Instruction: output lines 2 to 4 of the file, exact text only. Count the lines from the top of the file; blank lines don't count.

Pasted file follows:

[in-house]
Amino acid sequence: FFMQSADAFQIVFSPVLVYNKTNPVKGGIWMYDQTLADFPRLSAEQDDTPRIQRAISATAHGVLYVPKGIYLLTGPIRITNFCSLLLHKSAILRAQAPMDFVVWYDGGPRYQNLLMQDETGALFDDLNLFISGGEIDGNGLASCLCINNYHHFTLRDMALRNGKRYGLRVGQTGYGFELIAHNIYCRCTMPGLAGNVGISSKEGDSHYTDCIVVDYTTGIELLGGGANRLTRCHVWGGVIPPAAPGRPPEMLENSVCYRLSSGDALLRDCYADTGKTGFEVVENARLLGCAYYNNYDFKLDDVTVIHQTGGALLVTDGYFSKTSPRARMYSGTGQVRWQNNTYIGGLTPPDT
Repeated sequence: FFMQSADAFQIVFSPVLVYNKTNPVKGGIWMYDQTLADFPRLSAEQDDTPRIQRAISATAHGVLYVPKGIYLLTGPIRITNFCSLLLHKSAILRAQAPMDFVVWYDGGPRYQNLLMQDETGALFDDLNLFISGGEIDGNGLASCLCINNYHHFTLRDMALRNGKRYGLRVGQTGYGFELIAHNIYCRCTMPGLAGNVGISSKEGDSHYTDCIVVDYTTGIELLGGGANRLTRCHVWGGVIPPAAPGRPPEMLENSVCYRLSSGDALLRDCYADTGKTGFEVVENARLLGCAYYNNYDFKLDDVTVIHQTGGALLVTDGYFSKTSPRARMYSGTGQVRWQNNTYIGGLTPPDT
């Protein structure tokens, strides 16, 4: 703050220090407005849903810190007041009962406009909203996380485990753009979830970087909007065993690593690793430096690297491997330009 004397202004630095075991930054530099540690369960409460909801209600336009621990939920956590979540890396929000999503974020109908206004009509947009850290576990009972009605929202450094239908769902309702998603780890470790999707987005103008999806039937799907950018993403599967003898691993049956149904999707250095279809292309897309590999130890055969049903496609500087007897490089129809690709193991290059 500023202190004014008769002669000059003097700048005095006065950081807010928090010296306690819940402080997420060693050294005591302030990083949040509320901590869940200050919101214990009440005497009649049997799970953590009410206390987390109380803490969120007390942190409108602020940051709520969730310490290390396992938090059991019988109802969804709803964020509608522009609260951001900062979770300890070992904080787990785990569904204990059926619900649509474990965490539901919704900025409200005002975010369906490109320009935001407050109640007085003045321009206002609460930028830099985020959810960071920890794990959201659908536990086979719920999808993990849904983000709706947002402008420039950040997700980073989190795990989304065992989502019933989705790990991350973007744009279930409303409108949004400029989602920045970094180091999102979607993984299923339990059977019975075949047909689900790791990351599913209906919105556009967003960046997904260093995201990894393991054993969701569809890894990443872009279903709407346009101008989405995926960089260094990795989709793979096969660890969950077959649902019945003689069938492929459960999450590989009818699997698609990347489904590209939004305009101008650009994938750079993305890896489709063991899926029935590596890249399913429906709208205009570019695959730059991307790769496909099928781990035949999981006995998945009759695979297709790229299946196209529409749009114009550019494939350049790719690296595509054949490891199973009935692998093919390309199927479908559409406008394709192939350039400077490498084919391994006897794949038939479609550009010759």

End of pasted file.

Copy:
Amino acid sequence: FFMQSADAFQIVFSPVLVYNKTNPVKGGIWMYDQTLADFPRLSAEQDDTPRIQRAISATAHGVLYVPKGIYLLTGPIRITNFCSLLLHKSAILRAQAPMDFVVWYDGGPRYQNLLMQDETGALFDDLNLFISGGEIDGNGLASCLCINNYHHFTLRDMALRNGKRYGLRVGQTGYGFELIAHNIYCRCTMPGLAGNVGISSKEGDSHYTDCIVVDYTTGIELLGGGANRLTRCHVWGGVIPPAAPGRPPEMLENSVCYRLSSGDALLRDCYADTGKTGFEVVENARLLGCAYYNNYDFKLDDVTVIHQTGGALLVTDGYFSKTSPRARMYSGTGQVRWQNNTYIGGLTPPDT
Repeated sequence: FFMQSADAFQIVFSPVLVYNKTNPVKGGIWMYDQTLADFPRLSAEQDDTPRIQRAISATAHGVLYVPKGIYLLTGPIRITNFCSLLLHKSAILRAQAPMDFVVWYDGGPRYQNLLMQDETGALFDDLNLFISGGEIDGNGLASCLCINNYHHFTLRDMALRNGKRYGLRVGQTGYGFELIAHNIYCRCTMPGLAGNVGISSKEGDSHYTDCIVVDYTTGIELLGGGANRLTRCHVWGGVIPPAAPGRPPEMLENSVCYRLSSGDALLRDCYADTGKTGFEVVENARLLGCAYYNNYDFKLDDVTVIHQTGGALLVTDGYFSKTSPRARMYSGTGQVRWQNNTYIGGLTPPDT
């Protein structure tokens, strides 16, 4: 703050220090407005849903810190007041009962406009909203996380485990753009979830970087909007065993690593690793430096690297491997330009 004397202004630095075991930054530099540690369960409460909801209600336009621990939920956590979540890396929000999503974020109908206004009509947009850290576990009972009605929202450094239908769902309702998603780890470790999707987005103008999806039937799907950018993403599967003898691993049956149904999707250095279809292309897309590999130890055969049903496609500087007897490089129809690709193991290059 500023202190004014008769002669000059003097700048005095006065950081807010928090010296306690819940402080997420060693050294005591302030990083949040509320901590869940200050919101214990009440005497009649049997799970953590009410206390987390109380803490969120007390942190409108602020940051709520969730310490290390396992938090059991019988109802969804709803964020509608522009609260951001900062979770300890070992904080787990785990569904204990059926619900649509474990965490539901919704900025409200005002975010369906490109320009935001407050109640007085003045321009206002609460930028830099985020959810960071920890794990959201659908536990086979719920999808993990849904983000709706947002402008420039950040997700980073989190795990989304065992989502019933989705790990991350973007744009279930409303409108949004400029989602920045970094180091999102979607993984299923339990059977019975075949047909689900790791990351599913209906919105556009967003960046997904260093995201990894393991054993969701569809890894990443872009279903709407346009101008989405995926960089260094990795989709793979096969660890969950077959649902019945003689069938492929459960999450590989009818699997698609990347489904590209939004305009101008650009994938750079993305890896489709063991899926029935590596890249399913429906709208205009570019695959730059991307790769496909099928781990035949999981006995998945009759695979297709790229299946196209529409749009114009550019494939350049790719690296595509054949490891199973009935692998093919390309199927479908559409406008394709192939350039400077490498084919391994006897794949038939479609550009010759």